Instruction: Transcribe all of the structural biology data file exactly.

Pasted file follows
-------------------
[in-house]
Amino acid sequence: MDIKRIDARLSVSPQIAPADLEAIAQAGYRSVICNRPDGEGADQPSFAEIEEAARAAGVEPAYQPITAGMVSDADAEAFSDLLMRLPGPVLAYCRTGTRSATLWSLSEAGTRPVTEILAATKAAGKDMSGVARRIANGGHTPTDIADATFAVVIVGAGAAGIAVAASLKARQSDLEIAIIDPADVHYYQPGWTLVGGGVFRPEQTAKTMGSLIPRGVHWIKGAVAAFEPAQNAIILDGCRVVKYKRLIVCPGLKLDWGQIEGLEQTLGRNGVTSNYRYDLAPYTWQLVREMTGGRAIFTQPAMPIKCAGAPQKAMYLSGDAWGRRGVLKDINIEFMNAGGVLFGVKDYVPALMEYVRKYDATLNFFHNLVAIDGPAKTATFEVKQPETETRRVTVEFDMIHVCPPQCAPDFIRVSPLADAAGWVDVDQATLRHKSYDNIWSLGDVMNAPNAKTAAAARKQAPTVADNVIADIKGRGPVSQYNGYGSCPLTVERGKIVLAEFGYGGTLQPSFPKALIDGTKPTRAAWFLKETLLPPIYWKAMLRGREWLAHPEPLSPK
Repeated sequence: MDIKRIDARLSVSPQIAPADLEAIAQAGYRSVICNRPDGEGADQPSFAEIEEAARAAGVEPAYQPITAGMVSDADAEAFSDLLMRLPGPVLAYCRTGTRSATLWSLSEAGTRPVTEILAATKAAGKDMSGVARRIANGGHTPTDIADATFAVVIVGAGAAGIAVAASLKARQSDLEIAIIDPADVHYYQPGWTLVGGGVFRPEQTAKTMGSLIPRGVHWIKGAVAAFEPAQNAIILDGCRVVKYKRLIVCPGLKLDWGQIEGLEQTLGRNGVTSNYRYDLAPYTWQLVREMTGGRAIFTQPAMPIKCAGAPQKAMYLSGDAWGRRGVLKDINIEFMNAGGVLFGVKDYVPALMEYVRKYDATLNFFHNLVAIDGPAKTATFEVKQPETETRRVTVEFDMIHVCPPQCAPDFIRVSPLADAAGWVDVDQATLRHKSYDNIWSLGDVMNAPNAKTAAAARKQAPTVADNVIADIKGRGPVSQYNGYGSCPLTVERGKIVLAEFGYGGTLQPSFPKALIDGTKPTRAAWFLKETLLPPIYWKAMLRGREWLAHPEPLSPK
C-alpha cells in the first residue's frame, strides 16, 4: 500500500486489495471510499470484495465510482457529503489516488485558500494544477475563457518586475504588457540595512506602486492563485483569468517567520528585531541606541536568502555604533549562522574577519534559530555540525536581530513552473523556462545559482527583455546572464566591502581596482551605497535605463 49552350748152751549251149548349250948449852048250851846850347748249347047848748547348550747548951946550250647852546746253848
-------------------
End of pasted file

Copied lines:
[in-house]
Amino acid sequence: MDIKRIDARLSVSPQIAPADLEAIAQAGYRSVICNRPDGEGADQPSFAEIEEAARAAGVEPAYQPITAGMVSDADAEAFSDLLMRLPGPVLAYCRTGTRSATLWSLSEAGTRPVTEILAATKAAGKDMSGVARRIANGGHTPTDIADATFAVVIVGAGAAGIAVAASLKARQSDLEIAIIDPADVHYYQPGWTLVGGGVFRPEQTAKTMGSLIPRGVHWIKGAVAAFEPAQNAIILDGCRVVKYKRLIVCPGLKLDWGQIEGLEQTLGRNGVTSNYRYDLAPYTWQLVREMTGGRAIFTQPAMPIKCAGAPQKAMYLSGDAWGRRGVLKDINIEFMNAGGVLFGVKDYVPALMEYVRKYDATLNFFHNLVAIDGPAKTATFEVKQPETETRRVTVEFDMIHVCPPQCAPDFIRVSPLADAAGWVDVDQATLRHKSYDNIWSLGDVMNAPNAKTAAAARKQAPTVADNVIADIKGRGPVSQYNGYGSCPLTVERGKIVLAEFGYGGTLQPSFPKALIDGTKPTRAAWFLKETLLPPIYWKAMLRGREWLAHPEPLSPK
Repeated sequence: MDIKRIDARLSVSPQIAPADLEAIAQAGYRSVICNRPDGEGADQPSFAEIEEAARAAGVEPAYQPITAGMVSDADAEAFSDLLMRLPGPVLAYCRTGTRSATLWSLSEAGTRPVTEILAATKAAGKDMSGVARRIANGGHTPTDIADATFAVVIVGAGAAGIAVAASLKARQSDLEIAIIDPADVHYYQPGWTLVGGGVFRPEQTAKTMGSLIPRGVHWIKGAVAAFEPAQNAIILDGCRVVKYKRLIVCPGLKLDWGQIEGLEQTLGRNGVTSNYRYDLAPYTWQLVREMTGGRAIFTQPAMPIKCAGAPQKAMYLSGDAWGRRGVLKDINIEFMNAGGVLFGVKDYVPALMEYVRKYDATLNFFHNLVAIDGPAKTATFEVKQPETETRRVTVEFDMIHVCPPQCAPDFIRVSPLADAAGWVDVDQATLRHKSYDNIWSLGDVMNAPNAKTAAAARKQAPTVADNVIADIKGRGPVSQYNGYGSCPLTVERGKIVLAEFGYGGTLQPSFPKALIDGTKPTRAAWFLKETLLPPIYWKAMLRGREWLAHPEPLSPK
C-alpha cells in the first residue's frame, strides 16, 4: 500500500486489495471510499470484495465510482457529503489516488485558500494544477475563457518586475504588457540595512506602486492563485483569468517567520528585531541606541536568502555604533549562522574577519534559530555540525536581530513552473523556462545559482527583455546572464566591502581596482551605497535605463 49552350748152751549251149548349250948449852048250851846850347748249347047848748547348550747548951946550250647852546746253848